Clashes break out in Syrian capital after insurgents attack
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BEIRUT — Fierce clashes broke out in the Syrian capital on Sunday after insurgents infiltrated government-held parts of the city through tunnels overnight, a rare if brief advance after months of steady losses at the hands of government forces elsewhere in the country.
It was a surprising breach of Damascus's security perimeter, where the government has effectively walled itself off from opposition forces encamped in two enclaves in the eastern parts of the city.
President Bashar Assad's government has
Residents said artillery shells and rockets were landing inside the heart of the city, and the activist-run Damascus Today Facebook group reported government air raids over the area of the clashes.
Infantry and tank reinforcements arrived on the government side to repel the attack in the afternoon, the group said.
With its military depleted from six years of fighting and defections, the Syrian government relies on a blend of official and semi-official forces to defend its territory, including Shiite militias from Iran, Iraq, Lebanon, and other Middle Eastern countries.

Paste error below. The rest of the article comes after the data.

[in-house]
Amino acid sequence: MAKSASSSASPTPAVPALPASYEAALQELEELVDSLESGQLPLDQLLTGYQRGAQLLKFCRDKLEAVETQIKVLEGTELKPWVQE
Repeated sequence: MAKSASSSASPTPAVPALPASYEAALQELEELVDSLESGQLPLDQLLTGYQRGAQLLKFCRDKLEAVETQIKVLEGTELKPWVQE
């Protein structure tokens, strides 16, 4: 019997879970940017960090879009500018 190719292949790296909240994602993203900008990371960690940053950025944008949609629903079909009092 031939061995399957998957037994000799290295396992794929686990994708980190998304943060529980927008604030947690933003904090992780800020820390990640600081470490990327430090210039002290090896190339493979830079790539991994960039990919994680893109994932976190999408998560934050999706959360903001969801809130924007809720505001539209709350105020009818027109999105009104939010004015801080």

The Levant Liberation Committee — an al-Qaida-linked group — and the independent Failaq al-Rahman faction also participated in the attack.
Syrian state media said the military had repelled an attack by an al-Qaida-linked group after "terrorists" infiltrated through tunnels in the middle of the night.
Rebels detonated two large car bombs at 5:20 a.m. Sunday close to the Jobar
The government has been trying to pressure the rebels to surrender the pockets they hold in Damascus following victories in the northern city of Aleppo, the central city of Homs and other Damascus suburbs.
Tens of thousands of fighters, dissidents, and their family members in long-besieged areas have accepted exile to the country's rebel-held northwest, in what opposition figures have termed "forced displacement."
A U.N. inquiry into the government's assault on Aleppo last year concluded the government's siege and punish strategy amounted to a war crime, but the formula continues to produce results.
In Aleppo, Russian-backed Syrian government forces laid waste to the eastern half of the city, while a food and medical blockade pushed health conditions to the brink. Rebels capitulated in December, and more than 20,000 residents left the city, saying they could not trust government assurances for their safety.
Residents of Homs' opposition-held al-Waer
Jobar has been besieged by government forces since 2013.
Meanwhile, at least nine civilians were killed in what activists said were government airstrikes on the Idlib province.
Footage from the activist-run Edlib Media Center showed paramedics working to dig victims out of the rubble.
Associated Press writer Albert Aji reported from Damascus, Syria.